We rip Hawaii’s tourist industry (and it is an “industry” in every sense of the word) a lot around here (you can read the latest example here) so it’s quite gratifying to read a national magazine taking up the charge on the Mainland.
[T]he fact remains that of the seven million tourists who visit the islands each year, a huge number will experience Hawaii as a Polynesian Disneyland, a place staffed and populated by smiling hula girls ready with leis and hollowed-out pineapples filled with rum.
So writes Nicole Pasulka, a former Honolulu tourism copy writer, in the story “Eddie Is Gone,” which appears in the new Sept. 2012 issue of The Believer. The “Eddie” in the headline is, of course, the late waterman and Hokule’a crewmember Eddie Aikau, and much of the complex story of Aikau’s upbringing, surfing, politics and untimely but heroic death will be familiar to locals.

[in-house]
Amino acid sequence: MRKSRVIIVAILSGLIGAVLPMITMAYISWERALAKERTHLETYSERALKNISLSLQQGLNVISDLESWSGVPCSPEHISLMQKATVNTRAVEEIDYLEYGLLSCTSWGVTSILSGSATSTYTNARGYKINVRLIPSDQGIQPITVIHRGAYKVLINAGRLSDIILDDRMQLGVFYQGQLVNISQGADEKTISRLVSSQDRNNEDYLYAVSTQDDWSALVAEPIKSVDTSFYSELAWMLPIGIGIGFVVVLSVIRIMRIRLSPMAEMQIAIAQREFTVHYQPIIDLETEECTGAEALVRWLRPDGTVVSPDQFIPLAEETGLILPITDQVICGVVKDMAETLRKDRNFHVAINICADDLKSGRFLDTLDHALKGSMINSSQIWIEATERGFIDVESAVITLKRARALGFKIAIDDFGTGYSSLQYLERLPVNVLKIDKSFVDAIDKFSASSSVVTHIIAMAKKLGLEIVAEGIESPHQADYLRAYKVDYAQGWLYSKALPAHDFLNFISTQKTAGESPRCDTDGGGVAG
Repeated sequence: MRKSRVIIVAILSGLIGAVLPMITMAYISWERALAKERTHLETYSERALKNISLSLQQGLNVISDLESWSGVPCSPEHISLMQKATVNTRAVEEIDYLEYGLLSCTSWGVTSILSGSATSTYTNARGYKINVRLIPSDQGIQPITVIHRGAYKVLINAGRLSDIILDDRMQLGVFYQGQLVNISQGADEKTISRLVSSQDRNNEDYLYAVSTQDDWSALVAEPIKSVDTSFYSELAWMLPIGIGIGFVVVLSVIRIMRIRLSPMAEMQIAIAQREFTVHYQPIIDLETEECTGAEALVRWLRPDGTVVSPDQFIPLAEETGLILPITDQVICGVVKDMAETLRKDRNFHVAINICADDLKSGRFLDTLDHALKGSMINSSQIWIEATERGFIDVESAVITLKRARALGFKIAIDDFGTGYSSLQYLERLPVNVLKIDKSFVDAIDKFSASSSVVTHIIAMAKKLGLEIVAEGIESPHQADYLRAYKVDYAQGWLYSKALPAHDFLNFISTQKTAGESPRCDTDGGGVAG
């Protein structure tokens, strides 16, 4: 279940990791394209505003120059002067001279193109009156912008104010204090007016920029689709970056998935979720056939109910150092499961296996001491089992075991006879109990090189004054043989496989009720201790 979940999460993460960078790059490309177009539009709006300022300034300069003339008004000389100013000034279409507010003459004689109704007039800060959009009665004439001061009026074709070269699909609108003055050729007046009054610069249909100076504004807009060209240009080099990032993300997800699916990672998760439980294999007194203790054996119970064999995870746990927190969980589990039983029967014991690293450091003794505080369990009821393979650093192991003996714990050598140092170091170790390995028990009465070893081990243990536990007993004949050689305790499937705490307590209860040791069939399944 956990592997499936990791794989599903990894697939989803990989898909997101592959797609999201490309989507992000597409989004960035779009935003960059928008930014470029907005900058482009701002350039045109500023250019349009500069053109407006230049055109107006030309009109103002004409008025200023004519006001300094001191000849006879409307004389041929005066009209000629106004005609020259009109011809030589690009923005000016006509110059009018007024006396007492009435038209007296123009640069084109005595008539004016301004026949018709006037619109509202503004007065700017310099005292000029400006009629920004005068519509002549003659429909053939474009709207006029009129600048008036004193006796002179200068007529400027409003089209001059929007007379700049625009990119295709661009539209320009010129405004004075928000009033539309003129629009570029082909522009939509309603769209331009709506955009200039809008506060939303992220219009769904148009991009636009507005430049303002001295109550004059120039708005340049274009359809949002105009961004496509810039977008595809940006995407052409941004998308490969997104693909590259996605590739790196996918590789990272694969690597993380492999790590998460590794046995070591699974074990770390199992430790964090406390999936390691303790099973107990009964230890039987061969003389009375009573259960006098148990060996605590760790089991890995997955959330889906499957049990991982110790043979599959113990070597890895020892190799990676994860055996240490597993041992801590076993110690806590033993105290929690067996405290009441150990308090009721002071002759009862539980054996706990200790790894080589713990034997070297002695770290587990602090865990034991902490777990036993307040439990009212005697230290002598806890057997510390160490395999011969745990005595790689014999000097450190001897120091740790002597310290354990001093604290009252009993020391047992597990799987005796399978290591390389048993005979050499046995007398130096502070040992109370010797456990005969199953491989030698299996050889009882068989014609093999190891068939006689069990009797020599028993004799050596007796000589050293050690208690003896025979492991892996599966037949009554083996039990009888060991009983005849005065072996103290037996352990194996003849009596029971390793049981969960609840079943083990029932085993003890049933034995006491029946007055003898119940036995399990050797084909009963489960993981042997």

Still, it’s almost heartwarming to know that Mainlanders who might otherwise not have a clue about the colonial greed, racism and violence that changed Hawaii from a kingdom to United States territory (to say nothing of the complicated racial and class politics that continue to grip Hawaii today) will read passages as this one:
The standard tourist narrative downplays or disregards disease epidemics, violence against native Hawaiians, and movements for native sovereignty. Because who wants to be reminded they’re taking a holiday on illegally annexed land?
Like the plantation economy of the last century, tourism is a harsh mistress that, even when it seeks to be “authentic,” rewrites Hawaii’s history and culture to serve its own purposes. Some day that may change, but as of now, we all firmly live within its grasp.
Photo: Waka moana/Wikimedia Commons